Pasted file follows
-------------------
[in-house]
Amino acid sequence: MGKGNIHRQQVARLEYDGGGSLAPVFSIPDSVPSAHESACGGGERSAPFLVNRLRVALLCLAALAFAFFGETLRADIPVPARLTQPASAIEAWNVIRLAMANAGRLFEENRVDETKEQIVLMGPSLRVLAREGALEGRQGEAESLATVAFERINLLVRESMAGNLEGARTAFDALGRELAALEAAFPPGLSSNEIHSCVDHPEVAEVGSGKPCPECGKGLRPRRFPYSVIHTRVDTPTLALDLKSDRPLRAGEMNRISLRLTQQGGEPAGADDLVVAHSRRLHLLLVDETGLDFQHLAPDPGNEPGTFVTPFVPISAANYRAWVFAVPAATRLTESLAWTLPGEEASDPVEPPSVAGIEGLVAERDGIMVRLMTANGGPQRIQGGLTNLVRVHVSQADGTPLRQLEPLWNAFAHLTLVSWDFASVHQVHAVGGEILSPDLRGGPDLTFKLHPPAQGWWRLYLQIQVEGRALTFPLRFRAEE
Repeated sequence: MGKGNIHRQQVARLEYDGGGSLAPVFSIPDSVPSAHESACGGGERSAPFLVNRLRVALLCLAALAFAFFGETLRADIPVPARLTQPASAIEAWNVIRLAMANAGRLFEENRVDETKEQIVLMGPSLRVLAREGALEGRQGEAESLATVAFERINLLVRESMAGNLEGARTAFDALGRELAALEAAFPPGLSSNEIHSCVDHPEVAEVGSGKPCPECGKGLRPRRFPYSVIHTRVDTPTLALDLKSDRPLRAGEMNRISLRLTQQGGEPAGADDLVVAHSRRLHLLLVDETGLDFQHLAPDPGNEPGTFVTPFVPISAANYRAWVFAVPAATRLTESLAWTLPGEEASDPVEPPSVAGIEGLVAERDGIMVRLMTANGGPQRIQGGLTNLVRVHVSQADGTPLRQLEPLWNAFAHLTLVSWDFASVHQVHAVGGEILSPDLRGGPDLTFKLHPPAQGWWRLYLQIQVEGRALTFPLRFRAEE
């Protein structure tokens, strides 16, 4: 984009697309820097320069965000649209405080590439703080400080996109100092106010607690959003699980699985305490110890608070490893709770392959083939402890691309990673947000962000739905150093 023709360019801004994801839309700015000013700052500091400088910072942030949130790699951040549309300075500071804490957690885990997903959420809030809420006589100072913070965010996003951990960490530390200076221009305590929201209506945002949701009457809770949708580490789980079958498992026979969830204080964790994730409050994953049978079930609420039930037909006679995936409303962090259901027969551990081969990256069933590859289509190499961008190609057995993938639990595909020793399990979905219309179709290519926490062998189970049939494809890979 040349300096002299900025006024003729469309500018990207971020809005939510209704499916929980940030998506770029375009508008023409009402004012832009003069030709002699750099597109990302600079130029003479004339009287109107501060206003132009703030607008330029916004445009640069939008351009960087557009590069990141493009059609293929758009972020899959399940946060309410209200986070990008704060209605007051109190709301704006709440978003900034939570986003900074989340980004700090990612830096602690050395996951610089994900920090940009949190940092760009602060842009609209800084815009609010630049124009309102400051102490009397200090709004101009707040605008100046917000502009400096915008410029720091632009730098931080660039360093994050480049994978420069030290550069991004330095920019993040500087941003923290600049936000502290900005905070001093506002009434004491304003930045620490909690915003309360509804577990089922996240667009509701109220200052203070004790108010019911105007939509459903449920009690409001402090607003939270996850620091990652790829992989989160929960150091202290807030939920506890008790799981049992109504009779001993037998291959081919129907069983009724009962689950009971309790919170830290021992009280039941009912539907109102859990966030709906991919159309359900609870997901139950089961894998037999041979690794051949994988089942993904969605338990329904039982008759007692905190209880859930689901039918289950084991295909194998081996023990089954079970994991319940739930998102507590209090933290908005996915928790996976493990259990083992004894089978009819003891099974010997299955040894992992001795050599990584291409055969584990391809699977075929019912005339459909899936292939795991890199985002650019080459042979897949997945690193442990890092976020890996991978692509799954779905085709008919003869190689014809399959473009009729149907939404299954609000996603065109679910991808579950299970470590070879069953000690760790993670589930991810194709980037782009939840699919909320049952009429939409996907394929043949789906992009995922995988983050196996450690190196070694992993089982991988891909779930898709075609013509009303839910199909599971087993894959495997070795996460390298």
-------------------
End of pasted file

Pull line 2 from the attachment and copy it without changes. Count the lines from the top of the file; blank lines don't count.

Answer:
Amino acid sequence: MGKGNIHRQQVARLEYDGGGSLAPVFSIPDSVPSAHESACGGGERSAPFLVNRLRVALLCLAALAFAFFGETLRADIPVPARLTQPASAIEAWNVIRLAMANAGRLFEENRVDETKEQIVLMGPSLRVLAREGALEGRQGEAESLATVAFERINLLVRESMAGNLEGARTAFDALGRELAALEAAFPPGLSSNEIHSCVDHPEVAEVGSGKPCPECGKGLRPRRFPYSVIHTRVDTPTLALDLKSDRPLRAGEMNRISLRLTQQGGEPAGADDLVVAHSRRLHLLLVDETGLDFQHLAPDPGNEPGTFVTPFVPISAANYRAWVFAVPAATRLTESLAWTLPGEEASDPVEPPSVAGIEGLVAERDGIMVRLMTANGGPQRIQGGLTNLVRVHVSQADGTPLRQLEPLWNAFAHLTLVSWDFASVHQVHAVGGEILSPDLRGGPDLTFKLHPPAQGWWRLYLQIQVEGRALTFPLRFRAEE